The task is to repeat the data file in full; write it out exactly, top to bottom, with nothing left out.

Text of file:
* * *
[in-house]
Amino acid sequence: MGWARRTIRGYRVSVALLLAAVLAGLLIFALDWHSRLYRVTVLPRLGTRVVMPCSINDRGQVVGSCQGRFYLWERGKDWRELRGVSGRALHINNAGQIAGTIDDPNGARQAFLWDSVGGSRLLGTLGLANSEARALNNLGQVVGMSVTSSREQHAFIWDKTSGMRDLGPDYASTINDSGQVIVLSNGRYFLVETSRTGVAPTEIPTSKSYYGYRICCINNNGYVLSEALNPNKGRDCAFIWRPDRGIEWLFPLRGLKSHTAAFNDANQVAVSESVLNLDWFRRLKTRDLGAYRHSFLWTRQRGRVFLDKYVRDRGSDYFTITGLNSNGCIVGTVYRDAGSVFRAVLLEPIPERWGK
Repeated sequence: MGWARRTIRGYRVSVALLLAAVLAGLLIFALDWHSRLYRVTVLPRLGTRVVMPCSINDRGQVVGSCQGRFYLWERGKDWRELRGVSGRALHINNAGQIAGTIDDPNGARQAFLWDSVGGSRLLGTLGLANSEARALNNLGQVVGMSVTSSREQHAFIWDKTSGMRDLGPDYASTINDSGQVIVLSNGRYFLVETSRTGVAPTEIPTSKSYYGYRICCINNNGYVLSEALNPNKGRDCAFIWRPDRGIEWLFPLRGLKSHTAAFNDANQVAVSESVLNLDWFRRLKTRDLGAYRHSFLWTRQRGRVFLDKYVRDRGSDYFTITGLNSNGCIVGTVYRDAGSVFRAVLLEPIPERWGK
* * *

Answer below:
[in-house]
Amino acid sequence: MGWARRTIRGYRVSVALLLAAVLAGLLIFALDWHSRLYRVTVLPRLGTRVVMPCSINDRGQVVGSCQGRFYLWERGKDWRELRGVSGRALHINNAGQIAGTIDDPNGARQAFLWDSVGGSRLLGTLGLANSEARALNNLGQVVGMSVTSSREQHAFIWDKTSGMRDLGPDYASTINDSGQVIVLSNGRYFLVETSRTGVAPTEIPTSKSYYGYRICCINNNGYVLSEALNPNKGRDCAFIWRPDRGIEWLFPLRGLKSHTAAFNDANQVAVSESVLNLDWFRRLKTRDLGAYRHSFLWTRQRGRVFLDKYVRDRGSDYFTITGLNSNGCIVGTVYRDAGSVFRAVLLEPIPERWGK
Repeated sequence: MGWARRTIRGYRVSVALLLAAVLAGLLIFALDWHSRLYRVTVLPRLGTRVVMPCSINDRGQVVGSCQGRFYLWERGKDWRELRGVSGRALHINNAGQIAGTIDDPNGARQAFLWDSVGGSRLLGTLGLANSEARALNNLGQVVGMSVTSSREQHAFIWDKTSGMRDLGPDYASTINDSGQVIVLSNGRYFLVETSRTGVAPTEIPTSKSYYGYRICCINNNGYVLSEALNPNKGRDCAFIWRPDRGIEWLFPLRGLKSHTAAFNDANQVAVSESVLNLDWFRRLKTRDLGAYRHSFLWTRQRGRVFLDKYVRDRGSDYFTITGLNSNGCIVGTVYRDAGSVFRAVLLEPIPERWGK